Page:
Auditor details mismanagement by Matt Schultz and Mary Mosiman

If you thought nothing could surprise you anymore about Iowa Secretary of State Matt Schultz, I recommend reading the report Chief Deputy State Auditor Warren Jenkins released yesterday. Jenkins reviewed payments to Schultz’s former chief deputy Jim Gibbons after Gibbons stopped coming to work. You can download a pdf of the audit here. I’ve posted the full text after the jump.

Key points: Schultz told Gibbons in May 2012 that his position would be eliminated at the end of the calendar year. Gibbons stopped coming in to work regularly the following month. Normal procedure calls for at-will state employees to be paid “until the end of the pay period, up to a maximum of 2 weeks after being notified their position is to be eliminated.” After learning that state agencies are not allowed to make severance payments to at-will employees, Schultz decided to keep Gibbons on the payroll through December 2012. There are no timesheets or records of how often Gibbons came to work between June and December of that year. Former colleagues could not provide Jenkins with much information about anything Gibbons did for the Secretary of State’s Office. Gibbons reported directly to Schultz.

The audit concluded, “Based on the lack of documentation supporting work performed by Mr. Gibbons, we cannot determine the public benefit of the Secretary of State’s Office paying Mr. Gibbons $90,738.67 in salary, vacation, and benefits for the period June 8, 2012 through December 31, 2012.” Jenkins also questioned the public benefit of paying more than $21,000 to two other at-will employees whose positions were eliminated.

Schultz is now running for Madison County attorney. That election will be a good test of whether Madison County Republicans care more about partisan allegiance or basic competence. A statement from Schultz tried to pass off Gibbons’ work arrangement as something advised by the Department of Administrative Services. That spin is misleading, for reasons I explain after the jump.

Current State Auditor Mary Mosiman was one of Schultz’s deputies during the period examined, and to put it mildly, this report casts an unflattering light on her. She has claimed that she warned Schultz that keeping Gibbons on the payroll was damaging to morale in the agency. But the bottom line is, she never blew the whistle on a colleague getting tens of thousands of taxpayer dollars for doing no work.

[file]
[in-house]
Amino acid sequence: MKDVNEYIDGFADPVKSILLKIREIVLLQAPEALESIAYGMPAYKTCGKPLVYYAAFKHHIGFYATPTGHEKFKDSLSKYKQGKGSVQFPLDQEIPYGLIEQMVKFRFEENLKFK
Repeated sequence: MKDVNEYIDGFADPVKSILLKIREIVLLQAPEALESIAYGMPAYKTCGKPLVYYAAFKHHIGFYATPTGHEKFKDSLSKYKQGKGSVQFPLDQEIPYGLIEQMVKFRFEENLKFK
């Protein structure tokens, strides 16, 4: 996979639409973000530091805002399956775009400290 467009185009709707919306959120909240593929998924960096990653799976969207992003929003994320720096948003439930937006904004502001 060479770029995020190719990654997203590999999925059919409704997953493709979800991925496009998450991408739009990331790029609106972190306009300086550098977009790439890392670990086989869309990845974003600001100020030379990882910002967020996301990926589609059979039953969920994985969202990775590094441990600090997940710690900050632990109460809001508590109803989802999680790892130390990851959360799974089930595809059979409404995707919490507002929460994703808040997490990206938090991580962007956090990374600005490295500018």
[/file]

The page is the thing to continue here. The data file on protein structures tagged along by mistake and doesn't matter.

In addition, Jenkins found that neither Mosiman nor Gibbons submitted timesheets or “leave slips” documenting approval of planned time off. As a result, Mosiman “was paid for one week of accumulated vacation she should not have received” when she left the Secretary of State’s Office for her current job. She has reportedly already returned to the state her excess payment of $2,500. No one knows whether that’s the full extent of overpayments to Schultz’s subordinates. Jenkins’ report states, “Because timesheets and leave slips were not required to be completed and were not submitted by the Deputies, we are unable to identify any additional vacation hours used but not properly recorded for the Deputies.”

The state auditor is supposed to make sure the public’s money is well spent. How can someone do that job without understanding the need to record essential information such as time spent working and time spent on vacation? Even if Mosiman was not aware that she received too much vacation pay, she should have recognized and taken steps to correct the lack of record-keeping at the Secretary of State’s Office. She should not have stood by and let Gibbons collect month after month of salary and benefits, long after he stopped coming to work.

After the jump I’ve posted comments from Schultz, Democratic State Senator Liz Mathis (who requested the audit), Democratic candidate for secretary of state Brad Anderson, and Democratic candidate for state auditor Jon Neiderbach.

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IA-03: Stick a fork in Matt Schultz--he's done

Be careful what you brag about in politics. Iowa Secretary of State Matt Schultz highlighted alleged cost savings to the state in his Congressional campaign’s first television commercial. As journalists looked more closely at staff reorganization in the Secretary of State’s Office, they discovered details that will likely derail Schultz’s aspirations in IA-03.

Ryan Foley of the Associated Press was the first to report that Schultz kept his political appointee Jim Gibbons on the payroll for seven months after deciding to eliminate Gibbons’ position. It’s not clear what work, if any, Gibbons was doing during his final months as a state employee.

Yesterday Foley reported for the Associated Press and Jason Clayworth reported for the Des Moines Register on more political appointees whom Schultz allowed to work from home after requesting their resignations in 2011 and 2012. I’ve posted excerpts from both stories after the jump, but you should click through to read them in full. In a statement to the Des Moines Register, Schultz defended his actions: